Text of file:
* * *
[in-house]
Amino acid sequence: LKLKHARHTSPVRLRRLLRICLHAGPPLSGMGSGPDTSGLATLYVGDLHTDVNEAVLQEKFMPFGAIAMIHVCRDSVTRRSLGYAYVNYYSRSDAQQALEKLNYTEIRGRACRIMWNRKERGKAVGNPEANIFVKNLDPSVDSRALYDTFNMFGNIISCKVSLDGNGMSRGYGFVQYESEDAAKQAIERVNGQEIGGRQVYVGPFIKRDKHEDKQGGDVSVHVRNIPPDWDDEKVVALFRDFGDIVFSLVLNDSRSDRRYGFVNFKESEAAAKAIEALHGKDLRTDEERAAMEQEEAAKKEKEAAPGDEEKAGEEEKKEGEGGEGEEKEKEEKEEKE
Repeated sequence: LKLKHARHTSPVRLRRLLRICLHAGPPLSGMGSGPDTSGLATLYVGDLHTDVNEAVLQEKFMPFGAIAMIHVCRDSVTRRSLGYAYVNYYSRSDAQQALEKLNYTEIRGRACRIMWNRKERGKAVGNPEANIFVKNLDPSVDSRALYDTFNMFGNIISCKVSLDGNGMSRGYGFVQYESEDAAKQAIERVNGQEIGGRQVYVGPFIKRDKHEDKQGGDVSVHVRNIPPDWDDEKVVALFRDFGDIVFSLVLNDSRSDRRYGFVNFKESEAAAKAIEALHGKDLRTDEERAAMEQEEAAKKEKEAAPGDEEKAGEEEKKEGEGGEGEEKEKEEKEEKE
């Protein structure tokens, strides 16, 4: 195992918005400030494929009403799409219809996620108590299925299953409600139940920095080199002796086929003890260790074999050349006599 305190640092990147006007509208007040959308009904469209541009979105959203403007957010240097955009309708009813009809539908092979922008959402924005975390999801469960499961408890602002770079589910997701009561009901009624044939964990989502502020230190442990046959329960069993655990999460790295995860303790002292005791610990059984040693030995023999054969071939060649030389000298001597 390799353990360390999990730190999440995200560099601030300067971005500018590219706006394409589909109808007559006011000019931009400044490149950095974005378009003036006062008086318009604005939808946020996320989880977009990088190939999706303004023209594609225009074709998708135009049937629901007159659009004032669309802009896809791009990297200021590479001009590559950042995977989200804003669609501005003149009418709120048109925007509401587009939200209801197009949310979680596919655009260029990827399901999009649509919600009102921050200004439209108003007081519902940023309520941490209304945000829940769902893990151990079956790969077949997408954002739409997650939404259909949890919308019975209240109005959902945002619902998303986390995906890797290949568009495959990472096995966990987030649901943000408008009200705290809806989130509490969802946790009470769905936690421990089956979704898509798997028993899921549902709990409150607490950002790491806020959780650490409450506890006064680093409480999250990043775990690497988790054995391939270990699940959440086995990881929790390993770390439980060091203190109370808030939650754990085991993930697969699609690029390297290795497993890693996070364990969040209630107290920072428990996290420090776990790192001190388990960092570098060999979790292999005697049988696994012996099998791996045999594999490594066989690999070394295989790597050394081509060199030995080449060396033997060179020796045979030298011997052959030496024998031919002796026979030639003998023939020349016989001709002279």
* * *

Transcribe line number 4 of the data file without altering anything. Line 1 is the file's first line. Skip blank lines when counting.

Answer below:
């Protein structure tokens, strides 16, 4: 195992918005400030494929009403799409219809996620108590299925299953409600139940920095080199002796086929003890260790074999050349006599 305190640092990147006007509208007040959308009904469209541009979105959203403007957010240097955009309708009813009809539908092979922008959402924005975390999801469960499961408890602002770079589910997701009561009901009624044939964990989502502020230190442990046959329960069993655990999460790295995860303790002292005791610990059984040693030995023999054969071939060649030389000298001597 390799353990360390999990730190999440995200560099601030300067971005500018590219706006394409589909109808007559006011000019931009400044490149950095974005378009003036006062008086318009604005939808946020996320989880977009990088190939999706303004023209594609225009074709998708135009049937629901007159659009004032669309802009896809791009990297200021590479001009590559950042995977989200804003669609501005003149009418709120048109925007509401587009939200209801197009949310979680596919655009260029990827399901999009649509919600009102921050200004439209108003007081519902940023309520941490209304945000829940769902893990151990079956790969077949997408954002739409997650939404259909949890919308019975209240109005959902945002619902998303986390995906890797290949568009495959990472096995966990987030649901943000408008009200705290809806989130509490969802946790009470769905936690421990089956979704898509798997028993899921549902709990409150607490950002790491806020959780650490409450506890006064680093409480999250990043775990690497988790054995391939270990699940959440086995990881929790390993770390439980060091203190109370808030939650754990085991993930697969699609690029390297290795497993890693996070364990969040209630107290920072428990996290420090776990790192001190388990960092570098060999979790292999005697049988696994012996099998791996045999594999490594066989690999070394295989790597050394081509060199030995080449060396033997060179020796045979030298011997052959030496024998031919002796026979030639003998023939020349016989001709002279």